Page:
Canon owners to open French-inspired wine bar and cafe
Drawing from the outpost-style optimism of West Sacramento, Brad Cecchi and Clay Nutting, owners of East Sacramento’s popular Canon (which recently retained its coveted Michelin Bib Gourmand status), will open an all-day French-focused wine bar and cafe called Franquette this December, on the relatively uncharted riverfront. “The Bridge District is a really incredible neighborhood that’s burgeoning and on-the-cusp,” says Nutting. Loosely translating to “unfussy” or “come as you are,” Franquette will focus on the fringe wines of the lesser-known regions in France like Jura or Alsace.
“I’m trying to avoid those big, overvalued wines from Burgundy or Champagne, to focus on some smaller regions and producers that don’t get enough attention,” says Jack Winks, the beverage director and “unofficial sommelier” of Canon and Franquette, who formerly worked at Parisian cocktail bars like Lockwood and Mabel, both in 2nd Arrondissement. But it’s a place the U.K. native didn’t work at, but rather frequented—Verjus in the 1st Arrondissement—that is truly the spiritual mold of Franquette.
“In the entrance of Verjus, on the ground floor, there was a very small wine bar that was very fluid. They wrote up the day’s wines on a chalkboard,” says Jack. “It had a convivial, friendly atmosphere, and when I think about Franquette, that’s the way I’d like to do it.”
Inspired by the arid landscapes of wine-growing regions in France and Northern California, including that of Yolo County, Nutting and Sarah Barkawi of Fulcrum Property—with the help of interior designer Matthew Lechowick—helmed the look of Franquette’s small industrial space, located on the ground floor of Fulcrum’s new residential complex called The Block, with a focus on natural materials and a muted palette. White-oak custom furniture—including a cane-front, 12-seat wine bar and a 15-foot coffee bar—has been crafted by local woodworking studio PhilBuilt Designs. A steel entertaining shelf for wine glasses and bottles will hang from the exposed ceiling. Patrons can start the day at the communal banquette or on the outdoor patio with espresso drinks and French pastries like croissants, pains au chocolat and “something filled with more unique [flavor] combinations, hopefully savory,” says chef Elena Winks, Jack’s wife, who trained at Ferrandi—the prestigious culinary school in Paris—and will prepare the menu fresh and in-house.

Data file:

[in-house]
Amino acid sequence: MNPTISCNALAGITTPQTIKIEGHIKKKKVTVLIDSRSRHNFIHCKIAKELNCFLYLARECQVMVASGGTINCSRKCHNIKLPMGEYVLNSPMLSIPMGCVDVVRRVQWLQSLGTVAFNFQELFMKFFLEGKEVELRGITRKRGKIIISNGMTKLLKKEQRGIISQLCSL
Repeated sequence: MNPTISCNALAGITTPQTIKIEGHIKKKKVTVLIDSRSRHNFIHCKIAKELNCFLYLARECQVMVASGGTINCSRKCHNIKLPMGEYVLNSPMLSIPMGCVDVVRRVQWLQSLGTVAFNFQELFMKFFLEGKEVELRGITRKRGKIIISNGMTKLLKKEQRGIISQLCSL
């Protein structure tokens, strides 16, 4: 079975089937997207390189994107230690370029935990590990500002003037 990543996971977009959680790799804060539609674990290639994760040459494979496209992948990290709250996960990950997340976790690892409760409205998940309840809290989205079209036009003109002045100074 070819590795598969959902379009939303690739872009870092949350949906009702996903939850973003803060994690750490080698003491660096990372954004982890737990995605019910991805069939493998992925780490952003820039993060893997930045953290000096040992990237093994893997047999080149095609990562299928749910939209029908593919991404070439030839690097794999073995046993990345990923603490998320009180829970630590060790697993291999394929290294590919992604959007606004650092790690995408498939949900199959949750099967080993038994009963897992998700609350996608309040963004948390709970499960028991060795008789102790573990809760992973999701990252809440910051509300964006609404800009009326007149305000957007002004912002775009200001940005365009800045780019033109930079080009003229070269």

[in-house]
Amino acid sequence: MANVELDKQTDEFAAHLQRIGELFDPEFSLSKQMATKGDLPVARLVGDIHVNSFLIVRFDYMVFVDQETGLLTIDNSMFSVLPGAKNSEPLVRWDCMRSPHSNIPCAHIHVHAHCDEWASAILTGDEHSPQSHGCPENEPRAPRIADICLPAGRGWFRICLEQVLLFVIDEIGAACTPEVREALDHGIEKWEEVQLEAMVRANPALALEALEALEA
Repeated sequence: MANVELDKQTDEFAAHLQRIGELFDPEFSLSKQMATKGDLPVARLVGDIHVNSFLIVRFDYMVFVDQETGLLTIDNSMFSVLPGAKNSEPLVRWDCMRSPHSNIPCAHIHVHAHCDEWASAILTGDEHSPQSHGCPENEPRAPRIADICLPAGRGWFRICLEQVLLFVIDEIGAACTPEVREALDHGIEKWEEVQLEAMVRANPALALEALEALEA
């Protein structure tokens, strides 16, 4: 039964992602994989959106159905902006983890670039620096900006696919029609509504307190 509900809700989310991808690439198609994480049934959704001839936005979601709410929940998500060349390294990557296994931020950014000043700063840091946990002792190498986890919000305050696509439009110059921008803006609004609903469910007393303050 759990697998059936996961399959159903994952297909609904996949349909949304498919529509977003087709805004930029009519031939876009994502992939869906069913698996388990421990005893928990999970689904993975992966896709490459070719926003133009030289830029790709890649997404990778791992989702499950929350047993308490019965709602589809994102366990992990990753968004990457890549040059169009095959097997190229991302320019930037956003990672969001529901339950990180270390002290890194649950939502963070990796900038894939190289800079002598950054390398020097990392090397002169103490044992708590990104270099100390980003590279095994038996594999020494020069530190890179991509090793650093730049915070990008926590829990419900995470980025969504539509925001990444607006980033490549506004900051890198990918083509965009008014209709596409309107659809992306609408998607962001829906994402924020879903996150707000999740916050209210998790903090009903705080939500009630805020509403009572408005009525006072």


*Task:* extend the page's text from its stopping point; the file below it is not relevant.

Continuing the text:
Lunch will include a section of salads and sandwiches, and over the course of the day, the space will transition to a wine bar. In the evenings, Elena will serve up seasonal plates, like “cheese dishes” (not to be mistaken for cheeseboards, these highlight a single French fromage) and, given Franquette’s winter launch, “some amazing beef stews.” From the tightly curated (just six to eight wines by the glass, plus around 30 bottles), not to mention affordable (another upside to excluding celebrated producers) wine list, you may be able to choose a cabernet franc from Domaine Arnaud Lambert of the Loire Valley, which Jack calls “laser-focused” and “super clean.”
“Arnaud is a traditionalist who’s trying to break the mold [of the Old World] by making very exciting and very delicious wine,” says Jack, who also has high praise for an emerging producer in Alsace named Mélanie Pfister. Her crémant-style sparkling wine is, as Jack says, “lemony, crisp, and refreshing,” and a “really great alternative to Champagne.” Which is not unlike the experience of West Sacramento’s riverfront—a new frontier that’s anchored in familiarity but full of exciting possibilities.